The Helpline provides a 24 hour, bilingual information signposting service, to help and guide people with experience of domestic abuse or sexual violence, who are in need of access to services such as advice, emergency support, safety, and knowledge of their rights and options.

Joyce has campaigned for many years against violence, and set up candlelit services, first in Llandaff Cathedral some years ago, then last November in Brecon Cathedral, to raise awareness of violence against women and children.

The Mid and West Wales Assembly Member said: “This Helpline could be a lifeline to someone facing violence in their own home.

“The promise of 24 hour support, safety, signposting, and sanctuary will make a huge difference in far too many cases.

“In the last ten years there have been 12 homicides in the Dyfed Powys Police area, and seven of these involved domestic abuse.

“Domestic abuse is an issue for all of Wales, rural as well as urban. It accounts for a quarter of recorded crime in England and Wales, and in many instances children are witnesses to this abuse.”

The Helpline was first launched in 2004 as the Wales Domestic Abuse Helpline and has since taken over 215,000 calls from people in need of help and support.

Mrs Watson, who is a member of the Assembly All Party Group on violence against women and children, added: “Both physical and mental violence can have a devastating effect. If you feel isolated or endangered in your own home and you live in a rural community, help can feel a long way away.”

45 per cent of women have experienced some form of domestic violence, sexual assault or stalking.

Last year police recorded 48,738 incidents across Wales, including 11,759 arrests and five homicides

Dyfed Powys Police recorded 1,943 domestic incidents

1,975 people entered Welsh refuges last year.

Minister for Local Government and Communities, Carl Sargeant, said: “Domestic abuse and sexual violence are simply not acceptable.

“I am passionate about this subject, and so I’m pleased that the Welsh Government has consistently maintained the budget dedicated to maintaining services such as the All Wales Domestic Abuse & Sexual Violence Helpline. The Helpline is a key part of our Right to be Safe strategy.

“As the new Helpline launches we will experience an increase in callers. This is not a failure in our efforts to stamp out such issues, it’s a success in that we will actually be reaching more of the victims who desperately need the support of the Helpline. With the launch of the new Helpline I firmly believe we are heading in the right direction.”

If you or someone you know is experiencing abuse contact the All Wales Domestic Abuse and Sexual Violence Helpline on 0808 80 10 800, or for more information go to www.allwaleshelpline.org.uk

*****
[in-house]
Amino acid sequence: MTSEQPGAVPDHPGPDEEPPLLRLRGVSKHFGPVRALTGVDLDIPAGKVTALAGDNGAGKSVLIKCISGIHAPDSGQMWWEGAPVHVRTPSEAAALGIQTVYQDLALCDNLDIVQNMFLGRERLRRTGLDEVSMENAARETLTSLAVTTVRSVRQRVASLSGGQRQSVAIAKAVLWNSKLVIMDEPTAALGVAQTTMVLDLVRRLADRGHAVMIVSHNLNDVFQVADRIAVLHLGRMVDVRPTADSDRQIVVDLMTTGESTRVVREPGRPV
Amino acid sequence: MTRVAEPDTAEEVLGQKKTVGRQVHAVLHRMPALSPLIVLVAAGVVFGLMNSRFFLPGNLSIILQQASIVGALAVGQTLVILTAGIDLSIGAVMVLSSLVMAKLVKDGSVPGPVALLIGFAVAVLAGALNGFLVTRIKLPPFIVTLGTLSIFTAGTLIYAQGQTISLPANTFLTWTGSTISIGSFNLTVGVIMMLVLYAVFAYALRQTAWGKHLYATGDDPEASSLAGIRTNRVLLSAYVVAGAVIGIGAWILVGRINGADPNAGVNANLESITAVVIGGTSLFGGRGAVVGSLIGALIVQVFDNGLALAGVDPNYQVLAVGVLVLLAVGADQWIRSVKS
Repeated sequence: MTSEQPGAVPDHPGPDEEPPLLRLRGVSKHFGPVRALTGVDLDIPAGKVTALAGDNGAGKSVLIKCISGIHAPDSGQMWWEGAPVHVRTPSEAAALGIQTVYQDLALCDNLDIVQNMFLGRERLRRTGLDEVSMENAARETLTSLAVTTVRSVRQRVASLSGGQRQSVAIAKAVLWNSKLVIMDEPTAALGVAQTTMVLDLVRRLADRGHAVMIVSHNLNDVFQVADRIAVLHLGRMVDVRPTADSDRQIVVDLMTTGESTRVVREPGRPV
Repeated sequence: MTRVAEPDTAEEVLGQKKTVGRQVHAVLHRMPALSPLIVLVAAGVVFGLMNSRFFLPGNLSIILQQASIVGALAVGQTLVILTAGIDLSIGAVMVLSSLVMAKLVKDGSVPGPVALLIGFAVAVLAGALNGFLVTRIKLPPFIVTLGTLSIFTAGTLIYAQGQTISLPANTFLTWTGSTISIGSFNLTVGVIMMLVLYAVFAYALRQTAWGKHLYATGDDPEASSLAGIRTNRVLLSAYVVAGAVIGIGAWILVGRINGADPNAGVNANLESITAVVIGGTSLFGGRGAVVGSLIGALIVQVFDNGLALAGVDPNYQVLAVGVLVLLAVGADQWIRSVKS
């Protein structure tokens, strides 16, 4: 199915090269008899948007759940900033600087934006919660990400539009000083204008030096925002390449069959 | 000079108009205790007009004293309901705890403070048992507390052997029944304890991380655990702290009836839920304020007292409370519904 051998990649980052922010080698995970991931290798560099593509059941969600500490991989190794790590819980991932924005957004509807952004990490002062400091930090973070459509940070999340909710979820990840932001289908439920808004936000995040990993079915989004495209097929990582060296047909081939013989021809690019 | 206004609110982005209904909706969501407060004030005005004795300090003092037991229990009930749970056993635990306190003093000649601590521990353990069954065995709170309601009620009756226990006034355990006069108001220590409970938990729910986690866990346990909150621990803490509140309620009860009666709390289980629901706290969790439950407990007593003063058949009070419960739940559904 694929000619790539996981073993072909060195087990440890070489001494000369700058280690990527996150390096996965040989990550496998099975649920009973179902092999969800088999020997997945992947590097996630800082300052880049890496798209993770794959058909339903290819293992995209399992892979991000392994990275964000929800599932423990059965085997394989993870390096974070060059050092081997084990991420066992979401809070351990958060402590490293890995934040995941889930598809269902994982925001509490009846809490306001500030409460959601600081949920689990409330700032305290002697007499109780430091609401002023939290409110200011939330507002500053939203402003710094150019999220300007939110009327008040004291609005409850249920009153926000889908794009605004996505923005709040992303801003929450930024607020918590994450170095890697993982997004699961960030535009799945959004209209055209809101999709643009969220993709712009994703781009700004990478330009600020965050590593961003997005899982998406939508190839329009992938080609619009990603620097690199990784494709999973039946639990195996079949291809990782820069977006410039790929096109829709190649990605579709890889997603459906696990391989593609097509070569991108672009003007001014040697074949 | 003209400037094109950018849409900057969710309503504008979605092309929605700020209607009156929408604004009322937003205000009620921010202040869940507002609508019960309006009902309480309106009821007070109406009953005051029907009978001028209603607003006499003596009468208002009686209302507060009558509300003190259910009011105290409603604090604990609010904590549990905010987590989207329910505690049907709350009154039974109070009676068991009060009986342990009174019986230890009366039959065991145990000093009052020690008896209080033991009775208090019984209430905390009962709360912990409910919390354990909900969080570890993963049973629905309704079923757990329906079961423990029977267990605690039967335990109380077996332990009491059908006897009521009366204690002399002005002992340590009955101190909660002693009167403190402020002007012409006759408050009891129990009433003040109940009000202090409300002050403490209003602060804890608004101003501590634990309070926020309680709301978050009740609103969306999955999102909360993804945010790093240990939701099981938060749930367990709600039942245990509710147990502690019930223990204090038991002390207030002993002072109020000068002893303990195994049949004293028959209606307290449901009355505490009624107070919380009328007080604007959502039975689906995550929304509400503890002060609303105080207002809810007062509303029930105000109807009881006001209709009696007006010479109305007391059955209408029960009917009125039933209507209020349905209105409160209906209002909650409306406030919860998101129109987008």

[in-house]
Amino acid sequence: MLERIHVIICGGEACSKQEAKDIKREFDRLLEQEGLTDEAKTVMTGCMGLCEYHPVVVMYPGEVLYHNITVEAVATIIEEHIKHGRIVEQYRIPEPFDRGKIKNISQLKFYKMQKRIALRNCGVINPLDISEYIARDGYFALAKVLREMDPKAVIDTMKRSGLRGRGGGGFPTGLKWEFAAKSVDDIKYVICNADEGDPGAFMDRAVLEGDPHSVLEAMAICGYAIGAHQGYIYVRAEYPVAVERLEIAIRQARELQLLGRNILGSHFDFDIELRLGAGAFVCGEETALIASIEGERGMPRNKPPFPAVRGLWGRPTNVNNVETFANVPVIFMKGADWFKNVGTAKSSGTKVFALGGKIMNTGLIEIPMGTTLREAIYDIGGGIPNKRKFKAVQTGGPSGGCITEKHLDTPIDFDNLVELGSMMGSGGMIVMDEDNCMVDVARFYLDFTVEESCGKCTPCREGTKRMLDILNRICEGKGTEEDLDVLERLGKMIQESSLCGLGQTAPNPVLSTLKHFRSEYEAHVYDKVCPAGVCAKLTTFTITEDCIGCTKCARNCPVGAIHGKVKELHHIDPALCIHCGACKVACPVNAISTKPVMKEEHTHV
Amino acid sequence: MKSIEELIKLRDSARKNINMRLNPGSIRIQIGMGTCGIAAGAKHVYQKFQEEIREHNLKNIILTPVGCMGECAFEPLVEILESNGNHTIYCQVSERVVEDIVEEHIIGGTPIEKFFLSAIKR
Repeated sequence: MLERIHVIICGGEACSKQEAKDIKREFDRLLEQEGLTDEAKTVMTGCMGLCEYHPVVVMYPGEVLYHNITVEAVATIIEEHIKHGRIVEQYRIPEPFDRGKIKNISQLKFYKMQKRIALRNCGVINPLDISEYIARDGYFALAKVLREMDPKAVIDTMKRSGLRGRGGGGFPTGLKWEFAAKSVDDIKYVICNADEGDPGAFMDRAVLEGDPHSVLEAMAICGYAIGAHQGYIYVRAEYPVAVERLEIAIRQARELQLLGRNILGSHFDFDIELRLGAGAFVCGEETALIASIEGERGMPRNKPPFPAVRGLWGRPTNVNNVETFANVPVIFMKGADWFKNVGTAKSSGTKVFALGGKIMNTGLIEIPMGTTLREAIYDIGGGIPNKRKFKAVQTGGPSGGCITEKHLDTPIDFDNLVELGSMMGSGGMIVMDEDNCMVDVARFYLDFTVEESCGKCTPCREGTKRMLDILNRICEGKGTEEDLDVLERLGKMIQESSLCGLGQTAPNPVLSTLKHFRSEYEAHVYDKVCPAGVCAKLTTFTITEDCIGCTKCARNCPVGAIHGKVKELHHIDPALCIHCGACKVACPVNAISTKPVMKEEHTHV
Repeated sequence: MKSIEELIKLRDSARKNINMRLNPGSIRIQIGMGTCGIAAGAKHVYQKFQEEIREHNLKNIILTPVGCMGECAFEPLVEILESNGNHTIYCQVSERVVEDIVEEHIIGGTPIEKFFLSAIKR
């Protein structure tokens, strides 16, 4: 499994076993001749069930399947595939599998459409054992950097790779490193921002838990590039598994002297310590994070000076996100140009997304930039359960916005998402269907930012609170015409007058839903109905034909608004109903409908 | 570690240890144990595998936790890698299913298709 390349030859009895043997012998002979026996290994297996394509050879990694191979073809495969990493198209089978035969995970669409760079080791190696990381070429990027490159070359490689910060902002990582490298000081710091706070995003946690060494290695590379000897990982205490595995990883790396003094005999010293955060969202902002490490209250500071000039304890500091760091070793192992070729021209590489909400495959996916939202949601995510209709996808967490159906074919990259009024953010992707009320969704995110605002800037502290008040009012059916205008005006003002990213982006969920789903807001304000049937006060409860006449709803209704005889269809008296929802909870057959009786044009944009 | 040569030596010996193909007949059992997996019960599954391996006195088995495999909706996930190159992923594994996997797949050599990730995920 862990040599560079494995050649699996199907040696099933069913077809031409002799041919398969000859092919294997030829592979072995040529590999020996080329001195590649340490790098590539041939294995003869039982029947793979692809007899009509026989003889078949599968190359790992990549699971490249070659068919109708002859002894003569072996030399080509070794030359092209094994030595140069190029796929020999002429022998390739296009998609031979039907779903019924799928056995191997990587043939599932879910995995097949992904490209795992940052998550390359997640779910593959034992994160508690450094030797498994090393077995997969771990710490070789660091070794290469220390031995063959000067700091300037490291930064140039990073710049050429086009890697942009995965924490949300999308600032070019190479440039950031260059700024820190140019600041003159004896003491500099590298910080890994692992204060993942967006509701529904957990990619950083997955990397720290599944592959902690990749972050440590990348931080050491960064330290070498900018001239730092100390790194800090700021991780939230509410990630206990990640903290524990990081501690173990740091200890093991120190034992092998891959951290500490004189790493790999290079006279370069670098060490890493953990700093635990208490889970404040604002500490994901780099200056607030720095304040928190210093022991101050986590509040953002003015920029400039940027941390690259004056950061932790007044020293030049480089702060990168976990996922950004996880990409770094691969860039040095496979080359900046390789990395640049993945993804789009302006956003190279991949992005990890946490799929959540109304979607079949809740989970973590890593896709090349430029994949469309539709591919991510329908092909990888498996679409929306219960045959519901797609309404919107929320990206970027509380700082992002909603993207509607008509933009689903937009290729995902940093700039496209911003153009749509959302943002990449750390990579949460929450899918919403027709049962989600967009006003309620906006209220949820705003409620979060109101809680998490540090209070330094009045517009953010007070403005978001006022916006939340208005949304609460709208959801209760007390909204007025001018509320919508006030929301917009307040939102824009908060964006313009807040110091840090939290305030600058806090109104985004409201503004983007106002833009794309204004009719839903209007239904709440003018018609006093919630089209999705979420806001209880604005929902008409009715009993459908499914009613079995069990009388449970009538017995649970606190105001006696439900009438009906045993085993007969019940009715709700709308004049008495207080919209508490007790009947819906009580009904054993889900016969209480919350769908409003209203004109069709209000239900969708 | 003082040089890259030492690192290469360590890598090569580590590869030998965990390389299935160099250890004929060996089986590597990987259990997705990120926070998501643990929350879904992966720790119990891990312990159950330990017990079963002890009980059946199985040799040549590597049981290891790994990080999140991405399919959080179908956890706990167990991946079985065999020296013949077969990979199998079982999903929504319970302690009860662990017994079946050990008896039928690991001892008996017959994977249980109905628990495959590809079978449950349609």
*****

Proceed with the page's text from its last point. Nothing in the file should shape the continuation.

Follow me on Twitter: @MidWalesMike

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Britain’s idyllic rural life: poverty and joblessness

Poverty and joblessness are stalking the streets of Llandrindod Wells, according to the newspapers. Is everybody having a happy new year, then?

We’ve known for some time that average wages in Powys are less than three-quarters of the national average (according to the Western Mail in January 2011, when the average was £598.30 per week while, in Powys, it was £435.40 – 72 per cent of the average).

Now I read that, with the public sector shrinking rapidly, and wages about to be cut in the little that remains, private firms cannot match its wages.

This means the pulic-private wage gap here is the largest in the UK – a difference of 18.5 per cent for women and 18 per cent for men, compared to UK averages of 10.2 per cent for women and 4.6 per cent for men.

Unemployment in Llandrindod is the highest in Powys at 4.6 per cent. Taken by electoral division, this amounts to 67 people in Llandrindod East/West – 10.5 per cent of the available workforce, the sixth highest amount in Wales; 66 in Llandrindod South, or 5.9 per cent of the workforce; and 55 in Llandrindod North, or 4.8 per cent.

And Llandrindod North has the highest child poverty rate in Powys: 34 per cent.

That’s more than a third of the children in the ward, according to the Campaign to End Child Poverty. The organisation has said parents need access to decent jobs in both the public and private sectors.

I can tell that some of you are probably starting to laugh derisively at the optimism of that statement. It’s not funny, I assure you.

The icing on the cake is a report from EuroDebt Financial Services, which states that people in Llandod are among the most likely to have overspent in the run-up to Christmas.

The town was believed to be 15th most likely in the UK to have overspent, with the amount expected to be 104 per cent of their disposable income.

In other words, people in my town were predicted to have gone into debt to pay for Christmas.

It is a revealing indictment of the state of the nation that some of the most generous households in the UK – Llandrindod included – have some of the lowest incomes!

The issues raised by these statistics are not going to go away and dedicated help is required from our political leaders.

But in a town where the MP and Assembly Member are Liberal Democrats, and two of the three county councillors are Conservatives – all members of the parties that are causing much of the misery – this seems unlikely.

The county councillors are up for election this year. I hope the people in my town will weigh up their votes very carefully indeed before casting them.